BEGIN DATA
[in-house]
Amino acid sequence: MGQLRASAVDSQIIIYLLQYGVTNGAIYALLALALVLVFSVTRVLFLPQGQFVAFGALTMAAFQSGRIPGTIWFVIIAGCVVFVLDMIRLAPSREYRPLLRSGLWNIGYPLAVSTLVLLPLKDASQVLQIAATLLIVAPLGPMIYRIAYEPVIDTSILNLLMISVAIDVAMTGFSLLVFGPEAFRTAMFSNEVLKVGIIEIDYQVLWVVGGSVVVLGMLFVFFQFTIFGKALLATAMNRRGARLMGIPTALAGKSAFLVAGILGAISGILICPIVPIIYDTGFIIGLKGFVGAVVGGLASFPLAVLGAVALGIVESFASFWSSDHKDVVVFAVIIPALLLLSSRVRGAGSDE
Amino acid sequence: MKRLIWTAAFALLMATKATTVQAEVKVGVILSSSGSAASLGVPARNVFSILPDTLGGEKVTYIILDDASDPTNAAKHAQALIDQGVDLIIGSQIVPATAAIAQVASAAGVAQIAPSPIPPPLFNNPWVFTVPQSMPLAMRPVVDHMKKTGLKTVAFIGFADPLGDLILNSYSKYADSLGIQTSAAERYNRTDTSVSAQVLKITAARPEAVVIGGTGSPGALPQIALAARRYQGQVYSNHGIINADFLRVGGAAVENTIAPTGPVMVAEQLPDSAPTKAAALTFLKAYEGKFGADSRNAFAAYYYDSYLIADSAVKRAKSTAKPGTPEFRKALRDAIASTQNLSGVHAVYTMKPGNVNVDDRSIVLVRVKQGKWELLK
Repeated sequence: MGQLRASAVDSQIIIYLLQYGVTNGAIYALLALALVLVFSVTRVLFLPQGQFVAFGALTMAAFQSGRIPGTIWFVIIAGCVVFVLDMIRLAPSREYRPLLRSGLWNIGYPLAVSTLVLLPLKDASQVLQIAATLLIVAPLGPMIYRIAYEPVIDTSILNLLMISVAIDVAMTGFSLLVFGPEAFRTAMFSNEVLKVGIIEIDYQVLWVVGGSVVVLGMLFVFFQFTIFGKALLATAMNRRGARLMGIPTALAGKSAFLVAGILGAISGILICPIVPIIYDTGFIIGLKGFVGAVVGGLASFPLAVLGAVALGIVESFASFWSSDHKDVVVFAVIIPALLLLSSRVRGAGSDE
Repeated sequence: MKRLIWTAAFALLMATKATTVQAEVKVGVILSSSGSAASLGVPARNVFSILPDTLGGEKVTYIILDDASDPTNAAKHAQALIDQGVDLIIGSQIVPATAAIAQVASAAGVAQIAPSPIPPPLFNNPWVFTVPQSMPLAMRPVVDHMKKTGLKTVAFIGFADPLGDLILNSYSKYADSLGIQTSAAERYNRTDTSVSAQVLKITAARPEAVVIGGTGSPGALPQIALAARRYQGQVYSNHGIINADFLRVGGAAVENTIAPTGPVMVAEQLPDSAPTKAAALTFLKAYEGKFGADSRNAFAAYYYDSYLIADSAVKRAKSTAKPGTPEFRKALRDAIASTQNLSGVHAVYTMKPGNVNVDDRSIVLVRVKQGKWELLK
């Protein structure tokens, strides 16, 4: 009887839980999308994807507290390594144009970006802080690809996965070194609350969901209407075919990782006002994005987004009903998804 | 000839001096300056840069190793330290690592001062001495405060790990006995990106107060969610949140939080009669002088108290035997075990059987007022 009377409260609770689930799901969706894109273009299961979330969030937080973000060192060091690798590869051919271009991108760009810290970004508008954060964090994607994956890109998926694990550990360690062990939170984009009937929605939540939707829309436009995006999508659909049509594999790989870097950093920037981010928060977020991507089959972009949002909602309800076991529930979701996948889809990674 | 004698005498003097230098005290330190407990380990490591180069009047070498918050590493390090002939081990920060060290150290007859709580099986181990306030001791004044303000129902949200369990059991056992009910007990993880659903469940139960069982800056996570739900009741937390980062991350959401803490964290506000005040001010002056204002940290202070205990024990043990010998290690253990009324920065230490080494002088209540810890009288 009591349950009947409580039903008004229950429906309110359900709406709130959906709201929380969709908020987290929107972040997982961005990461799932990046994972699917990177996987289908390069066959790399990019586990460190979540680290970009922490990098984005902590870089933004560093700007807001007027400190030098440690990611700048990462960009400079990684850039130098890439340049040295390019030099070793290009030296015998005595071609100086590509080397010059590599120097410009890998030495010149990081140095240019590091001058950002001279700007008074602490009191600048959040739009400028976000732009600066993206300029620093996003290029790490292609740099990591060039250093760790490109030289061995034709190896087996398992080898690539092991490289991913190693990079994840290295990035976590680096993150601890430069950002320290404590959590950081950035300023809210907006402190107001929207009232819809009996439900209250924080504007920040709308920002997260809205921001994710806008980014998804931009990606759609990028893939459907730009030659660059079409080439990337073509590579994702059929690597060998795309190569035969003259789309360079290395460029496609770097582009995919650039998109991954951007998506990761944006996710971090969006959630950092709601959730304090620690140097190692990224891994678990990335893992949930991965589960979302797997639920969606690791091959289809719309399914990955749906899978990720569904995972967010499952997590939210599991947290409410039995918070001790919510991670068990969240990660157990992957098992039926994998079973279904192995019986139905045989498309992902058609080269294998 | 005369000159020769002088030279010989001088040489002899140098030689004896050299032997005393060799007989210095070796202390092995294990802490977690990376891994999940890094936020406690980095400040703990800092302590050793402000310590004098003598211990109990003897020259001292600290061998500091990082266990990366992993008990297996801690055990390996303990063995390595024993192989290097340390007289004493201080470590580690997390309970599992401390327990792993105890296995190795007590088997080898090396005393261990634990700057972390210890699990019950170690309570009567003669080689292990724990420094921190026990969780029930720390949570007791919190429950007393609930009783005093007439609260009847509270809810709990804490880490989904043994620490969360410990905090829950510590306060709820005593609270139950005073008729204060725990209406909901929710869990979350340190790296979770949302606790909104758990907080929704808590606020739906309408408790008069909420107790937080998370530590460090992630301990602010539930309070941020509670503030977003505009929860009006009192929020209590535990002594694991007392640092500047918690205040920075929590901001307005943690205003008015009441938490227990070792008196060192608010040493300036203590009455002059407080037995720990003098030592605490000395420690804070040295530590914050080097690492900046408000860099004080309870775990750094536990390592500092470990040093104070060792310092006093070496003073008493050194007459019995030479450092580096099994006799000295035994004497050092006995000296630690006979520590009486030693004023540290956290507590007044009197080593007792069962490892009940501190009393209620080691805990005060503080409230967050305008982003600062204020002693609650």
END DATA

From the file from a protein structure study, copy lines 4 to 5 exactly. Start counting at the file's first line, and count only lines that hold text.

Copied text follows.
Repeated sequence: MGQLRASAVDSQIIIYLLQYGVTNGAIYALLALALVLVFSVTRVLFLPQGQFVAFGALTMAAFQSGRIPGTIWFVIIAGCVVFVLDMIRLAPSREYRPLLRSGLWNIGYPLAVSTLVLLPLKDASQVLQIAATLLIVAPLGPMIYRIAYEPVIDTSILNLLMISVAIDVAMTGFSLLVFGPEAFRTAMFSNEVLKVGIIEIDYQVLWVVGGSVVVLGMLFVFFQFTIFGKALLATAMNRRGARLMGIPTALAGKSAFLVAGILGAISGILICPIVPIIYDTGFIIGLKGFVGAVVGGLASFPLAVLGAVALGIVESFASFWSSDHKDVVVFAVIIPALLLLSSRVRGAGSDE
Repeated sequence: MKRLIWTAAFALLMATKATTVQAEVKVGVILSSSGSAASLGVPARNVFSILPDTLGGEKVTYIILDDASDPTNAAKHAQALIDQGVDLIIGSQIVPATAAIAQVASAAGVAQIAPSPIPPPLFNNPWVFTVPQSMPLAMRPVVDHMKKTGLKTVAFIGFADPLGDLILNSYSKYADSLGIQTSAAERYNRTDTSVSAQVLKITAARPEAVVIGGTGSPGALPQIALAARRYQGQVYSNHGIINADFLRVGGAAVENTIAPTGPVMVAEQLPDSAPTKAAALTFLKAYEGKFGADSRNAFAAYYYDSYLIADSAVKRAKSTAKPGTPEFRKALRDAIASTQNLSGVHAVYTMKPGNVNVDDRSIVLVRVKQGKWELLK